Re: [RFC PATCH 6/9] livepatch: create per-task consistency model

From: Josh Poimboeuf
Date: Thu Feb 12 2015 - 09:21:28 EST

On Thu, Feb 12, 2015 at 02:16:07PM +0100, Jiri Kosina wrote:
> On Thu, 12 Feb 2015, Peter Zijlstra wrote:
> > > The short answer is: I need a way to ensure that a task isn't sleeping
> > > on any of the functions we're trying to patch. If it's not, then I can
> > > switch the task over to start using new versions of functions.
> > >
> > > Obviously, there are many more details than that. If you have specific
> > > questions I can try to answer them.
> >
> > How can one task run new and another task old functions? Once you patch
> > any indirect function pointer any task will see the new call.
> Patched functions are redirected through ftrace trampoline, and decision
> is being made there which function (old or new) to redirect to.
> Function calls through pointer always go first to the original function,
> and get redirected from its __fentry__ site.
> Once the system is in fully patched state, the overhead of the trampoline
> is reduced (no expensive decision-making to be made there, etc) to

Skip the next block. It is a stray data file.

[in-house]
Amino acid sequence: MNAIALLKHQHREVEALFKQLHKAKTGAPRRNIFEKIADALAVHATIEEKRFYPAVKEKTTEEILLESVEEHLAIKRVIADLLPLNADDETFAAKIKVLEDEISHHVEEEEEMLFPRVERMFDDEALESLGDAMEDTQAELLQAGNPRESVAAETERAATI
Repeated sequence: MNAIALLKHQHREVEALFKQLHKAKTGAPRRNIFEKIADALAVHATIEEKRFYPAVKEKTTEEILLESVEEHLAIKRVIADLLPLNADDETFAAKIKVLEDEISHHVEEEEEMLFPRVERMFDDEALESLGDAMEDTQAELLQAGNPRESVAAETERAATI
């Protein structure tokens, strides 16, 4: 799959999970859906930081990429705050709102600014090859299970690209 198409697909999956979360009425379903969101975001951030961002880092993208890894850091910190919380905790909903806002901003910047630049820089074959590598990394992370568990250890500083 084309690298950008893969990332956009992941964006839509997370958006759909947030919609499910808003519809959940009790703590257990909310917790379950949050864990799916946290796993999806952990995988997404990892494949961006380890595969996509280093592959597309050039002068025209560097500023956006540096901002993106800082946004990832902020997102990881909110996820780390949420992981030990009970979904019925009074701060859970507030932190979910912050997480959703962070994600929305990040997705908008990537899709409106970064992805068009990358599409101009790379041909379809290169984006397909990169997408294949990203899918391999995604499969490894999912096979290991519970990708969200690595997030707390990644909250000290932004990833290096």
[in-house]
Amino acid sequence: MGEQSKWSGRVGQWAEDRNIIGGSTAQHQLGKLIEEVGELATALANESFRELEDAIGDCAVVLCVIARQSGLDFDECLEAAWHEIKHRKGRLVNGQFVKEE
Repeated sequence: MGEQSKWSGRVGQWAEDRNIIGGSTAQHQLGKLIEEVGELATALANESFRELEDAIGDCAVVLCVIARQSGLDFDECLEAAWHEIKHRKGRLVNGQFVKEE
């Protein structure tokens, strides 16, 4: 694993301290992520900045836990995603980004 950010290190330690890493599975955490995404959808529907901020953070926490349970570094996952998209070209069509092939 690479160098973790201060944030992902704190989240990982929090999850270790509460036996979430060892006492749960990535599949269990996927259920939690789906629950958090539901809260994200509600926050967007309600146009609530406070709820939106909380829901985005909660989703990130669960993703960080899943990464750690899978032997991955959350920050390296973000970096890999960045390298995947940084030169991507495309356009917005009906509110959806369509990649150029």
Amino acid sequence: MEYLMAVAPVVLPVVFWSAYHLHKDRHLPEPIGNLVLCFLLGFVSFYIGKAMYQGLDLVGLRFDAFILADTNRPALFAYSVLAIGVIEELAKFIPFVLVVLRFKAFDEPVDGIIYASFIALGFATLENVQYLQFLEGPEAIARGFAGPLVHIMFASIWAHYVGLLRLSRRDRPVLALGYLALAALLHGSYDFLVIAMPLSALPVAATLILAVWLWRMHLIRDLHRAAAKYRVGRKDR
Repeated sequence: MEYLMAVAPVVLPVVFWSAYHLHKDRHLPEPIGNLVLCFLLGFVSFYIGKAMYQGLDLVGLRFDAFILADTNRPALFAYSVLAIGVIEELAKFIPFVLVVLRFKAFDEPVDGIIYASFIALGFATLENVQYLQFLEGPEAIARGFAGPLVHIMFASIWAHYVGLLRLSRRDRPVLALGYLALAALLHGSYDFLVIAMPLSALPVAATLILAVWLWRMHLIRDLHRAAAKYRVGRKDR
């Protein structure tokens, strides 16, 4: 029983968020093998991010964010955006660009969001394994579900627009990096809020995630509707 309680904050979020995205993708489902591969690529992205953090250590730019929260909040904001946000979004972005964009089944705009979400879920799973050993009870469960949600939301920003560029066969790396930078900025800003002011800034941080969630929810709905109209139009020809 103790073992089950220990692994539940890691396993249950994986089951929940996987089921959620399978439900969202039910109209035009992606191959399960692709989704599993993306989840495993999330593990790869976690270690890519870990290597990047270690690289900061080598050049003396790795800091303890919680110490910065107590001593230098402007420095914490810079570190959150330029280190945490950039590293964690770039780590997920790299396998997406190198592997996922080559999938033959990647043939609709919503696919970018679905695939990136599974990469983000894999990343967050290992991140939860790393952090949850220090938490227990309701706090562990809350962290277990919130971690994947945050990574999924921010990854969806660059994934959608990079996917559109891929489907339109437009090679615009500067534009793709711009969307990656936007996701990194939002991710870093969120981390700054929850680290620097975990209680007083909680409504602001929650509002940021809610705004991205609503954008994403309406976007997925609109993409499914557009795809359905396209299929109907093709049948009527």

> minimum.
> Sure, you will never be on a 100% of performance of the unpatched kernel
> for redirected functions, the indirect call through the trampoline will
> always be there (although ftrace with dynamic trampolines is really
> minimizing this penalty to few extra instructions, one extra call and one
> extra ret being the expensive ones).
> > And what's wrong with using known good spots like the freezer?
> It has undefined semantics when it comes to what you want to achieve here.
> Say for example you have a kernel thread which does something like
> while (some_condition) {
> ret = foo();
> ...
> try_to_freeze();
> ...
> }
> and you have a livepatch patching foo() and changing its return value
> semantics. Then freezer doesn't really help.

Don't we have the same issue with livepatch? For example:

while (some_condition) {
ret = foo();
schedule(); <-- switch to the new universe while it's sleeps
// use ret in an unexpected way

I think it's not really a problem, just something the patch author needs
to be aware of regardless. It should be part of the checklist. You
always need to be extremely careful when changing a function's return

IIRC, when I looked at the freezer before, the biggest problems I found
were that it's too disruptive to the process, and that not all kthreads
are freezable. And I don't see anything inherently safer about it
compared to just stack checking.

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